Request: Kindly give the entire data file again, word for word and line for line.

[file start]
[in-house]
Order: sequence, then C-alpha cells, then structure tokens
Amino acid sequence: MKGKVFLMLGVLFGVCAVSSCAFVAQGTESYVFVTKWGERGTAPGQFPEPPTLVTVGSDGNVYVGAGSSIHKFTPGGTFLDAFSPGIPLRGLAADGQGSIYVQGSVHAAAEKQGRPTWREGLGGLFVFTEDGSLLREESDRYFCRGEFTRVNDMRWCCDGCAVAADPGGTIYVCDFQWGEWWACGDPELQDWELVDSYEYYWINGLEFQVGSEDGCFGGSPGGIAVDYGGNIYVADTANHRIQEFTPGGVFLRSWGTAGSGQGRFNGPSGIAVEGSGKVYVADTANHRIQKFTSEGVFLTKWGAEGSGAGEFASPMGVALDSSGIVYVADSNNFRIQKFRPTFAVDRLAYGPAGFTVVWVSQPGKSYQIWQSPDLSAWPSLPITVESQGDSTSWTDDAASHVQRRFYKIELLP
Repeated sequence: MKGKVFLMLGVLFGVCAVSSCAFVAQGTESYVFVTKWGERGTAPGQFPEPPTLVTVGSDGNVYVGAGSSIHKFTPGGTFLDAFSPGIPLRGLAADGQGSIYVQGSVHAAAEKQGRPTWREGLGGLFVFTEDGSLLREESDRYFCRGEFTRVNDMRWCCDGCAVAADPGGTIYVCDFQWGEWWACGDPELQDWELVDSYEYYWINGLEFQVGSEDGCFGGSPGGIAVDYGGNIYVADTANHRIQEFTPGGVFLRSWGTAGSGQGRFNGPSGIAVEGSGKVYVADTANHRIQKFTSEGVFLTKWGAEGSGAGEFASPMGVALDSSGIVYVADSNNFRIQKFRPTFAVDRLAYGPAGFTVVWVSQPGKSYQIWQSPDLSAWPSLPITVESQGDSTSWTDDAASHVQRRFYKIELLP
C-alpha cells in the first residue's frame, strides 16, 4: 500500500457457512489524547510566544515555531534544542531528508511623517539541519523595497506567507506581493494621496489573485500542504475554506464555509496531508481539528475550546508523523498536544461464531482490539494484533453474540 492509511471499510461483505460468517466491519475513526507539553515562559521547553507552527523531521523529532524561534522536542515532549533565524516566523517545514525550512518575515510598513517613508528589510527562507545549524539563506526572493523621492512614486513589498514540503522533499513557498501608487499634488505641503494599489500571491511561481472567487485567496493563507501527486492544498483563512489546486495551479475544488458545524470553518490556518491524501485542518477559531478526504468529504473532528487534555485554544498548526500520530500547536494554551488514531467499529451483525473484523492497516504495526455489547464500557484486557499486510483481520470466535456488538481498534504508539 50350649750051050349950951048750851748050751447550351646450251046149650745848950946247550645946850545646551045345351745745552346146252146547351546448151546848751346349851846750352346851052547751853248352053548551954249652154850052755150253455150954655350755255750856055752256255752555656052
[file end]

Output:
[in-house]
Order: sequence, then C-alpha cells, then structure tokens
Amino acid sequence: MKGKVFLMLGVLFGVCAVSSCAFVAQGTESYVFVTKWGERGTAPGQFPEPPTLVTVGSDGNVYVGAGSSIHKFTPGGTFLDAFSPGIPLRGLAADGQGSIYVQGSVHAAAEKQGRPTWREGLGGLFVFTEDGSLLREESDRYFCRGEFTRVNDMRWCCDGCAVAADPGGTIYVCDFQWGEWWACGDPELQDWELVDSYEYYWINGLEFQVGSEDGCFGGSPGGIAVDYGGNIYVADTANHRIQEFTPGGVFLRSWGTAGSGQGRFNGPSGIAVEGSGKVYVADTANHRIQKFTSEGVFLTKWGAEGSGAGEFASPMGVALDSSGIVYVADSNNFRIQKFRPTFAVDRLAYGPAGFTVVWVSQPGKSYQIWQSPDLSAWPSLPITVESQGDSTSWTDDAASHVQRRFYKIELLP
Repeated sequence: MKGKVFLMLGVLFGVCAVSSCAFVAQGTESYVFVTKWGERGTAPGQFPEPPTLVTVGSDGNVYVGAGSSIHKFTPGGTFLDAFSPGIPLRGLAADGQGSIYVQGSVHAAAEKQGRPTWREGLGGLFVFTEDGSLLREESDRYFCRGEFTRVNDMRWCCDGCAVAADPGGTIYVCDFQWGEWWACGDPELQDWELVDSYEYYWINGLEFQVGSEDGCFGGSPGGIAVDYGGNIYVADTANHRIQEFTPGGVFLRSWGTAGSGQGRFNGPSGIAVEGSGKVYVADTANHRIQKFTSEGVFLTKWGAEGSGAGEFASPMGVALDSSGIVYVADSNNFRIQKFRPTFAVDRLAYGPAGFTVVWVSQPGKSYQIWQSPDLSAWPSLPITVESQGDSTSWTDDAASHVQRRFYKIELLP
C-alpha cells in the first residue's frame, strides 16, 4: 500500500457457512489524547510566544515555531534544542531528508511623517539541519523595497506567507506581493494621496489573485500542504475554506464555509496531508481539528475550546508523523498536544461464531482490539494484533453474540 492509511471499510461483505460468517466491519475513526507539553515562559521547553507552527523531521523529532524561534522536542515532549533565524516566523517545514525550512518575515510598513517613508528589510527562507545549524539563506526572493523621492512614486513589498514540503522533499513557498501608487499634488505641503494599489500571491511561481472567487485567496493563507501527486492544498483563512489546486495551479475544488458545524470553518490556518491524501485542518477559531478526504468529504473532528487534555485554544498548526500520530500547536494554551488514531467499529451483525473484523492497516504495526455489547464500557484486557499486510483481520470466535456488538481498534504508539 50350649750051050349950951048750851748050751447550351646450251046149650745848950946247550645946850545646551045345351745745552346146252146547351546448151546848751346349851846750352346851052547751853248352053548551954249652154850052755150253455150954655350755255750856055752256255752555656052